Once you're on your new schedule, stick with it on your weekends. Yes, this is a pain. The temptation to just stay up after work so you can run errands or go have fun with [daywalker] friends on the weekends may be overwhelming. And sometimes it works out fine. But I guarantee that if you make shorting yourself on rest a habit you'll snore right through that [matinee] you've been looking forward to.
Avoid caffeine if you can. I know, I know -- this piece of advice is surely crazy-talk, right? How can you possibly pull an all-nighter without [coffee] or [energy drinks]? Well, until you're used to your schedule, you will have to have some [caffeine] on hand. But for your own health, it's best not to get addicted to the stuff, and furthermore, if you're drinking coffee up until quitting time to make sure you can safely drive yourself home, chances are good you'll find yourself wide awake when it's time to get some rest. And so you'll short yourself on sleep, and the [vicious cycle] will continue.
If work is slow, keep your brain engaged. Thanks to [Uberbanana] for this suggestion. My job is relatively fast-paced, but if you're doing something that involves a lot of watching and waiting, it can be deadly hard to stay awake. Keep your brain active with [music], or watch movies or read [comics] if you're allowed (text plus art works better than text alone for brain stimulation).
Get some exercise on your meal break. If you don't have [delayed sleep phase disorder] like me, your body will be primed to try to make you sleep between 4am and 6am. These are difficult hours to try to work through, and dangerous hours to be on the road. My company has an on-site gym with 24-hour access, and I've had very good luck using my "lunch" hour to go lift weights and work out on the [elliptical] machine. I come back with feeling [energized], and by the time my post-workout boost has subsided, the sun is up and I don't have a problem getting myself home. As an added bonus, exercise will help fend off the [weight gain] a lot of night shifters face due to metabolic changes. If you can't really get any good cardio exercise where you're working ....
Take a nap. It often doesn't pay to fight your body; a forty-minute nap can help out a whole lot if you're feeling sleepy. If there's no comfy couch available, I highly recommend the [Wrap-a-Nap]. I tested this as a possible sleep mask, and while it's too hot and bulky for sleeping in bed in the summertime, it's just the thing for putting your head down on the conference table in an unoccupied meeting room. The WAN absolutely blocks all light and also muffles ambient sounds, but isn't as good as a pair of foam earplugs.
Take your vitamins: C and D and B-complex. Your new night schedule makes it tough for your body to get enough sun to competently produce [Vitamin D] on its own. Furthermore, you might need more of the vitamin than your body would normally produce anyhow. The shift in schedule is going to stress your system, and you're going to be more prone to getting colds and other infections than you were before. Vitamins D and [vitamin c|C] play important roles in immune health; a little extra [zinc] probably wouldn't be a bad idea, either (but go easy on it; zinc is more [toxic] when you overdose than the others). B vitamins boost your energy, which is why they're in every energy drink on the market; taking a moderately-dosed [B-complex] tablet at the start of your shift is much cheaper (and probably healthier) than pounding down [monster energy drink|Monsters] all night.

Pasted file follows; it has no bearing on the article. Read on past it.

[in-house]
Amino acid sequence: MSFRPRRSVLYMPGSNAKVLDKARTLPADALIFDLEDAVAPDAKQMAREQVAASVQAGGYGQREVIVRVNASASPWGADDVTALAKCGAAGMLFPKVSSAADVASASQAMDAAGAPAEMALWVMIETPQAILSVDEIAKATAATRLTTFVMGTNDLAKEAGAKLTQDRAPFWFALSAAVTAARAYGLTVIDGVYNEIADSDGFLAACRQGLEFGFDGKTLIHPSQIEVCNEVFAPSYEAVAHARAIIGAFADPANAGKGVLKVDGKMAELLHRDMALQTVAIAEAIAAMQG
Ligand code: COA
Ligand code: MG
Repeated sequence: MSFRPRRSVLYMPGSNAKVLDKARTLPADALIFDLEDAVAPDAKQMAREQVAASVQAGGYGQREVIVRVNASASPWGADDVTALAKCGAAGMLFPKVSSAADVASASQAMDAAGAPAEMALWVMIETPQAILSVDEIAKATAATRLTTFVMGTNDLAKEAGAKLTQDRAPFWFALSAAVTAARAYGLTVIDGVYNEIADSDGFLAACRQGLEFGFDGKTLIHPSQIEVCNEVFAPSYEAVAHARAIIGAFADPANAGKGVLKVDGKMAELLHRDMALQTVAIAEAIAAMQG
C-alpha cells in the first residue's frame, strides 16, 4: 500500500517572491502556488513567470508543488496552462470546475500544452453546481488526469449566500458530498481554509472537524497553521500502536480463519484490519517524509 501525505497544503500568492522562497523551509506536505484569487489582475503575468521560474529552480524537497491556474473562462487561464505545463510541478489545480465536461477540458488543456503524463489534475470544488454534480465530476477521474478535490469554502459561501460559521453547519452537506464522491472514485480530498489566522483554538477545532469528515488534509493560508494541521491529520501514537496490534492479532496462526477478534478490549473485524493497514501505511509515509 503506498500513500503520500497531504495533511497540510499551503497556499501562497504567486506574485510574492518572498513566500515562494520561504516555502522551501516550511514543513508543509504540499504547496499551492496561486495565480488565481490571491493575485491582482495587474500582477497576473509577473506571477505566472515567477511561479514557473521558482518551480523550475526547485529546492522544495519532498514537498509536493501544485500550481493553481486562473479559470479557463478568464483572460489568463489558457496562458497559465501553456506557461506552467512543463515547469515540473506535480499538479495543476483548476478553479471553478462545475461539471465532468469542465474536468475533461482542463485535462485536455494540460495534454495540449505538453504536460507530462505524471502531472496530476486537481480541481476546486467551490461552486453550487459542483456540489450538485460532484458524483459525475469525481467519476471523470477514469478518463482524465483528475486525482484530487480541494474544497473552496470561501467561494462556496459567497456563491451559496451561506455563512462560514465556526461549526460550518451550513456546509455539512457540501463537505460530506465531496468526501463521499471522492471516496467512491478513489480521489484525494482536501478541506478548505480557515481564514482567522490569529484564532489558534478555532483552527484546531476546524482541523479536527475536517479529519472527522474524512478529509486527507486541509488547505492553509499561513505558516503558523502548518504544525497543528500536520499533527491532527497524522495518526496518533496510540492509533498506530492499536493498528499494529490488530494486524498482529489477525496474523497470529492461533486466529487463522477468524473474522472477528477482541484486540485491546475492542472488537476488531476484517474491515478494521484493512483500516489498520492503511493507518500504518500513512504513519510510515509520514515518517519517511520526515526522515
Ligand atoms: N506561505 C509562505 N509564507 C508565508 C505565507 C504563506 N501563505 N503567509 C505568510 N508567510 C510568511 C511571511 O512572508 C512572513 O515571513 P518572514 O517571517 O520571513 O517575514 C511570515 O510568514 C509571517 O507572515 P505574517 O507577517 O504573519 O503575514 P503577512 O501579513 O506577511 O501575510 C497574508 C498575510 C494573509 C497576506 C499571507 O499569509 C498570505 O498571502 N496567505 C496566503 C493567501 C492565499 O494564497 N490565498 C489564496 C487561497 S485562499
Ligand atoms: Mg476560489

Don't take on too much while you're adjusting. I screwed myself there. In addition to the new job with the new schedule I decided I would make a bunch of other changes to my life to try to make it better. I realistically should have waited for all those other life changes, because I ended up stressing myself out and developed a lot of [anxiety] that resulted in a mini-meltdown. It only lasted a couple of days, but it was supremely unpleasant, and hard on the people close to me.
So, let me be a lesson to you: take it easy until you've adjusted. If you have a history of [anxiety] or [depression], make sure you have ready access to professional assistance. If you used to have depression, get a refill of your previous prescription (provided it worked, of course) just in case. The unfortunate reality is that if you're having a mental health crisis in the U.S., it's very hard to get immediate assistance, and if things are going bad, three or four days really can mean the difference between life and death. Aside from not taking on too much, there's another important thing you can do to maintain your mental health ....
Take the time to see your friends and family. With your schedules in diametric opposition, seeing the[ people who matter] to you can require a lot of planning. Sometimes it will seem like more work than it's worth. But don't let them fall by the wayside. It's very easy to start feeling [lonely] and [isolated], and [frustrated] because there's nobody to talk to at 4am. If you just can't see your old friends, use [E2] or [Facebook] and other social networking and find some new buddies on the other side of the planet you can [Skype] with.
If you're faced with a new [night shift] schedule, I hope you've found this writeup helpful. You shouldn't have to sacrifice your [health] and [happiness] for the sake of your job.
And if you're not on graveyards but have a friend or relative who is, I hope this helps you understand the challenges they're facing a little bit better. So be a [pal] and schedule that weekend movie or club meeting for 7pm instead of 2pm, eh?